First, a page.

There was one particular printer that was forever giving problems; some big heavy duty thing that weighed a ton, but I swear it was broken more often than working. Anyway, I arrived one day for another task, and it was gone, replaced by an Epson, IIRC. I asked what happened to the old printer, and was gestured towards the still-open window... It must have made quite a splash!
In in one of those inner city slum areas. Except we're being dragged up by new apartment developments all around us. Phone lines are delivered by underground cable that is so bad that BT originally refused to supply their launch 512Kbps service! ADSL2 got us a max of 6Mbps, and VDSL/FTTC we now get a moderately unreliable ~30Mbps. There's some ducting NYNEX put in in the 90s but never progressed, and Virgin still says no plans to deliver in the area. I'm waiting for FTTP to be available at a sensible price.
A relative moved into a new-build "affordable housing" a mile away, which had FTTP and Virgin Media cable both pre-installed.. I'm intensely jealous.
Not quite in the same league as other comments, but an 80 mile round trip to a "faulty pc" which was fixed by unplugging the cable to the speakers and reinserting them into the correctly matching coloured socket still sticks in my mind..
I hadn't taken the original call.. I think it was the MD, who was not known for his technical prowess. Had it been me, I might have actually done some basic fault finding before sending out an engineer.
Place I used to work at, 1990s,we had a room bookings product we were selling to local authorities for their committee rooms, leisure centres, etc.
I distinctly remember one authority where they sent only management to the discussions. They ordered the system, and we installed it fine. But the staff that actually had to use it did everything they could to sabotage it. Eventually we got thrown out and lost the sale.
It appeared that we were the innocent victims in some internal politics/infighting, where the staff hated the manager who dealt with us and ordered the product, so of course they were going to do everything possible to find fault and show him up.
I believe lessons were learned, and we ensured we involved the people who were actually going to have to use the system, thereafter. Certainty we manged not to have another repeat. (Although we did get issues at one site trying to replicate management reports where the staff eventually admitted they just made the figures up!)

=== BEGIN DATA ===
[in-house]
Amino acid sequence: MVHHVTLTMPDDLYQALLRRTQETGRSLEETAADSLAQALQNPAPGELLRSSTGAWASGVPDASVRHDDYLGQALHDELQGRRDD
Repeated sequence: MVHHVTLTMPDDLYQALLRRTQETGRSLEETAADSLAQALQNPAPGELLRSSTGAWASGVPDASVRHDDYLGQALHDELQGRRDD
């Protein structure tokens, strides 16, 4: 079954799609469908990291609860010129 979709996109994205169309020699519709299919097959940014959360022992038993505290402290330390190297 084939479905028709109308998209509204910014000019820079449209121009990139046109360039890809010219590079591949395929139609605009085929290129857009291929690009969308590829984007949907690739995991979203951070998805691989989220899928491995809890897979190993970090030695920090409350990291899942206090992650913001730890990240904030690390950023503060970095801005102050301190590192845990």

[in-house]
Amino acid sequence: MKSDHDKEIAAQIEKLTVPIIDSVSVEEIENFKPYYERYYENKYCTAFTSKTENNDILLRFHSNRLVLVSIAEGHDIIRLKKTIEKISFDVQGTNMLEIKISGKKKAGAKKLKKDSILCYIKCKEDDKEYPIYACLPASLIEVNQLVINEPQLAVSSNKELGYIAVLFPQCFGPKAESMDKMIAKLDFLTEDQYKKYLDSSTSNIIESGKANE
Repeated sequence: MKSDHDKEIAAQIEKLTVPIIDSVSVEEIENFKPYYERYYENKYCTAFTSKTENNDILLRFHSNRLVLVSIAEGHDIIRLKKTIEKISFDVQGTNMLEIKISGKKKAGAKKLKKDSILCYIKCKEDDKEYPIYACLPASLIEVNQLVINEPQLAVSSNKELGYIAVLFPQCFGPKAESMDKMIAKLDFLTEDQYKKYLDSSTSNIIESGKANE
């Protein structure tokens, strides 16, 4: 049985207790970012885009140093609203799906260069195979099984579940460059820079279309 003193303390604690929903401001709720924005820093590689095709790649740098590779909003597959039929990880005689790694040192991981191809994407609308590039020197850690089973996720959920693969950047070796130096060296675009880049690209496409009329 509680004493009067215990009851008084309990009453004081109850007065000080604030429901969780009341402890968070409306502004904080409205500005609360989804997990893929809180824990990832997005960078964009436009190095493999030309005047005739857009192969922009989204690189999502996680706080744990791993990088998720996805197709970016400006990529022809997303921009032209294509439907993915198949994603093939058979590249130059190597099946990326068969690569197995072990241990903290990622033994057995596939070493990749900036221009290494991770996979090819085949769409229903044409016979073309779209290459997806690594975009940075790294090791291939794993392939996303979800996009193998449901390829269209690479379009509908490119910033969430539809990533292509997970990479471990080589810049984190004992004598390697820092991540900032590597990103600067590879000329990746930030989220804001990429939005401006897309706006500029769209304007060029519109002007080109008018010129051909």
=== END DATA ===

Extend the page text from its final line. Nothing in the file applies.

"Although I do now find conversations interesting when people repeatedly call accessible parking, or accessible toilets, "disabled". Have you broken the parking space in some way, is it no longer able to function as a parking space? Have you disconnected the toilet so that it doesn't work any more?"
Local club, built in the 1980s, had one toilet door with a very prominent "Invalids" label on it, presumably there from new. It was still like that when the building was demolished a few years back.. Now there's a term that thankfully fell into disuse. Disabled is almost benign in comparison.
Which reminds me ... having a surname with an apostrophe in it, I'm often assaulted by websites that tell me I have an "invalid name" :-p
We had a customer that exact same thing happened to ... they stored the backup tapes in a safe. And the safe got nicked, whole!
Thankfully it got found in a secluded spot adjacent to a nearby railway line, smashed open, sans cash but with the tapes abandoned.
I had this exact thing happen to me .... with prisoner transfer documents faced me from various courts and intended for a local cage-on-wheels company. It transpired a '8' had turned into a '3' on a multiple-times-photocopied fax list of contractors that had been making it's way around the country... In the end, it was only because they were switching over to a "more secure communications medium" (probably email!) that they stopped...